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Mediation Continues Between St. Augustine, Street Performers


Narrow streets and high congestion in St. Augustine’s historic district continue to contribute to tensions felt between street artists and the city, which wants to limit their performances.

Four artists filed to sue the city in 2015 over a law limiting when and where they can perform. A six-month extension was granted in December, allowing mediation between the city and the buskers.


If a settlement can’t be reached by the July deadline, the case will proceed to trial Jan. 2, 2018 in Jacksonville, according to the director of public affairs Paul Williamson.


Last year, U.S. District Judge Brian Davis blocked the enforcement of many rules until the suit is resolved, as first reported by the St. Augustine Record.


Restrictions on street performers and street vendors are due to congestion-related safety issues and small historic streets, according to city codes.


The suit against this injunction said, “The city has incrementally cut back on the First Amendment rights of plaintiffs by implementing a series of new ordinances.” The suit says the ban extends from the four block area of St. George Street to four additional streets, as well as two public parks near the downtown area.


Brooke Ashley is a poet from Melbourne Beach who thinks the laws are unfair. While she isn’t one of the four artists suing the city, she’s planning the second of two protests against the injunction.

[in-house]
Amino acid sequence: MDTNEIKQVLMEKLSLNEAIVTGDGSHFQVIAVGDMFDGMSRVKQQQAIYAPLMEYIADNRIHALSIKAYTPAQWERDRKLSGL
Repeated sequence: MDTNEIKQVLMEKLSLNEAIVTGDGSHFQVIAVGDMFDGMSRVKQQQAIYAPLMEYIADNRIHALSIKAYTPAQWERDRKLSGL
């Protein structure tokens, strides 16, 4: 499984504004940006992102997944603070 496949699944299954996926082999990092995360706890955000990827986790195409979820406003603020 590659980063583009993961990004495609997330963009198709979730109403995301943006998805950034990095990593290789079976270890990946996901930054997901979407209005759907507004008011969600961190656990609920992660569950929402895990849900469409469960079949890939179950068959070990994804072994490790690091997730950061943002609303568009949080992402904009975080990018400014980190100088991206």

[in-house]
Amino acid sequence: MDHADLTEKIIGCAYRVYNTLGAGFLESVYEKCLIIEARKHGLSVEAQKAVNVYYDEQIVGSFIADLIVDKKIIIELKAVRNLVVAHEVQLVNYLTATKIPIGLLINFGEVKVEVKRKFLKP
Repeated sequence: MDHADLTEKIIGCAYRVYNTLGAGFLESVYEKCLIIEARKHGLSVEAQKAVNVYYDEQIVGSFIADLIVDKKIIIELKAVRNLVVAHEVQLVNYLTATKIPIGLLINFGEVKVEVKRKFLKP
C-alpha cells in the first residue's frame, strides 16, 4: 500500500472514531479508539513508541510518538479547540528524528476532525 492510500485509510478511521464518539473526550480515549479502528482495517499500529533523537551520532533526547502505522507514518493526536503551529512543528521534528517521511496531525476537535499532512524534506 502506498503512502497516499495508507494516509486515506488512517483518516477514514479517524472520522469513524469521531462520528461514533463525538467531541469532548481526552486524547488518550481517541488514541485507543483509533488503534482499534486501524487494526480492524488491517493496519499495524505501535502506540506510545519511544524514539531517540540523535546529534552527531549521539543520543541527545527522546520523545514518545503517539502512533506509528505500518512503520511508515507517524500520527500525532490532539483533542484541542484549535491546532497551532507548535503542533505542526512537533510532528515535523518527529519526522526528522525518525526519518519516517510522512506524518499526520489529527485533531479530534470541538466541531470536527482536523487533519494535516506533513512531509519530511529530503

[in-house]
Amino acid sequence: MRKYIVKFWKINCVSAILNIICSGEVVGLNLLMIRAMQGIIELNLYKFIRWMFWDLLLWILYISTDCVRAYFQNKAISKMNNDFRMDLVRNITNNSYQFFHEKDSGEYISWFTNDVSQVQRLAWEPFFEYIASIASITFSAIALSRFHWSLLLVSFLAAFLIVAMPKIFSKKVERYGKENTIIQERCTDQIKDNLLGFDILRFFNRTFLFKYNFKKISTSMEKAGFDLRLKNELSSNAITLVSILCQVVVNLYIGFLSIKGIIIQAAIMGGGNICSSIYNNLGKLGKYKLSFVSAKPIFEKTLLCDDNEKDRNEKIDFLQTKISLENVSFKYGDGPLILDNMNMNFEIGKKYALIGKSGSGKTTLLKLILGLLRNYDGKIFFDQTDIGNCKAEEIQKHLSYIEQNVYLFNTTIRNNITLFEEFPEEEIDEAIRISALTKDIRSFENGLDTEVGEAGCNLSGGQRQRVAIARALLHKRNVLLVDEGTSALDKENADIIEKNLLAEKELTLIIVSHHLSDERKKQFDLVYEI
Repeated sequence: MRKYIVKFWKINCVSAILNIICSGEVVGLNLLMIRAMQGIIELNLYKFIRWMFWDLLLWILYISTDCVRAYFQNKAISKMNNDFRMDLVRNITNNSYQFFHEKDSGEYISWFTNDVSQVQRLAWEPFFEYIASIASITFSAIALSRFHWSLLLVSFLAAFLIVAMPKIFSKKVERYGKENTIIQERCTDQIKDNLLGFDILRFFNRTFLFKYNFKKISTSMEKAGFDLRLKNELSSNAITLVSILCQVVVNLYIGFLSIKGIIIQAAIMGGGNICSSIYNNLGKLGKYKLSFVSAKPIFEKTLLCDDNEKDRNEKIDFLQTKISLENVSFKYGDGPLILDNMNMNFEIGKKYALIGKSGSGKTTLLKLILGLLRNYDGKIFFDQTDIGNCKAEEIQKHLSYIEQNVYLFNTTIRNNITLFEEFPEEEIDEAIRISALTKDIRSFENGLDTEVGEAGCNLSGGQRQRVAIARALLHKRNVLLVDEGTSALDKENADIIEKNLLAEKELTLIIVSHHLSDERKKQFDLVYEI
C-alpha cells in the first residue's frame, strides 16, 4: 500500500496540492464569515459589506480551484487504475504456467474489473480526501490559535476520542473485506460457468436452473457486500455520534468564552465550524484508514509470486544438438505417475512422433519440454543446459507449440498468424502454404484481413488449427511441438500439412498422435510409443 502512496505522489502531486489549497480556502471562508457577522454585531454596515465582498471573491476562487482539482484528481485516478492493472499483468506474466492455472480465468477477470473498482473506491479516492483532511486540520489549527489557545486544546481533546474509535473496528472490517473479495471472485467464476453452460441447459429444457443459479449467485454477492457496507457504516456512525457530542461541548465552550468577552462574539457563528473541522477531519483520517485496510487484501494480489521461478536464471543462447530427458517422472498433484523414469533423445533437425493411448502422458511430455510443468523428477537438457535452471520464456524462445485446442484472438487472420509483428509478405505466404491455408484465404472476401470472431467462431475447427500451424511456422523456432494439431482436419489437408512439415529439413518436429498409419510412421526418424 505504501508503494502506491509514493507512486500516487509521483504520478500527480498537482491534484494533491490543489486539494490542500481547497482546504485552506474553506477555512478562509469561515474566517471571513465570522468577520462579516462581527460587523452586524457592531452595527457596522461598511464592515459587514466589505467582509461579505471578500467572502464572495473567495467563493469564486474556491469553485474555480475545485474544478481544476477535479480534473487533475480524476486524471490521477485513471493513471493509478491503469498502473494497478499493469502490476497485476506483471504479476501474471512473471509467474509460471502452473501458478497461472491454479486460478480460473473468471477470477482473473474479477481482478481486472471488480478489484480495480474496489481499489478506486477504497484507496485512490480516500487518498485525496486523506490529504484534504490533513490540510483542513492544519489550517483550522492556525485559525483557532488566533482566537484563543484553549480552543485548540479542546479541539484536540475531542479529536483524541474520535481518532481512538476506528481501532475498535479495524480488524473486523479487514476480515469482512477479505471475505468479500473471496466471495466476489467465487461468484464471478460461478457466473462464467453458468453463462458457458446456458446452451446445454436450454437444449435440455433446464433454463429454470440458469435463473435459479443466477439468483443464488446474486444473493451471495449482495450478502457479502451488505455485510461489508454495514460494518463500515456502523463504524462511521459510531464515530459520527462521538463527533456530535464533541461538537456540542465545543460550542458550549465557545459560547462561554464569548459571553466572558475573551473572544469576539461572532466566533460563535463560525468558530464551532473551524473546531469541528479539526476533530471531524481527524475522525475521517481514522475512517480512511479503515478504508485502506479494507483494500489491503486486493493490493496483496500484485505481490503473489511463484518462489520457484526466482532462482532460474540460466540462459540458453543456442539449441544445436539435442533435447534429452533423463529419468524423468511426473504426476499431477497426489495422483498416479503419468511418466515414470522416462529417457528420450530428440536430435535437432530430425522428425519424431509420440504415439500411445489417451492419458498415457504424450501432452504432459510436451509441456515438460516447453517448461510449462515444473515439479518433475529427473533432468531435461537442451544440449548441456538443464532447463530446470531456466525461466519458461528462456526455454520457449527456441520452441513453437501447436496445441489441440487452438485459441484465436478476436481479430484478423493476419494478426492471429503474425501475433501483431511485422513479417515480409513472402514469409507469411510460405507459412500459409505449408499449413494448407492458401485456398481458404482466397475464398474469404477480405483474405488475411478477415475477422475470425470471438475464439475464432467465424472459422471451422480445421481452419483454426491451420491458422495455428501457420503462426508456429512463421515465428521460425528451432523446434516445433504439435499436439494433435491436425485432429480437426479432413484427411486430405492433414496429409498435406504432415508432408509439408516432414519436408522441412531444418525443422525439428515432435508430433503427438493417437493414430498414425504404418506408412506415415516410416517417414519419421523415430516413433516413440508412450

“I feel that this is going to help the artists in their court. We protested just over two years ago and even the mayor was there,” Ashley said.


The “paint-in” protest will be in April on St. George Street and the adjoining park. Ashley said visual artists are encouraged to paint or draw, but warns they could still face criminal charges, including a $500 fine and up to 60 days in prison.


Others who want to protest can simply put up a blank canvas and easel as an artless protest, but could face intentionally impeding traffic charges, according to the protest event page.


Ashley said at least 200 people showed up to the first protest “Art is Not a Crime..” She said the law goes beyond just performing artists who paint.


“I’m a poet and if I were to go to St. Augustine and read a poem on certain streets, I’m technically in violation of this ordinance. That goes for somebody acting, or dancing or hula hooping. It extends much farther than just setting up an easel and painting on the street.”


Photo: "St Aug St George south05" by Ebyabe used under the Creative Commons license.


Intern Serena Summerfield can be reached at 904.358.6317,, or Twitter @sumserfield.

Serena Summerfield is a senior communication student at the University of North Florida with a focus in broadcast journalism.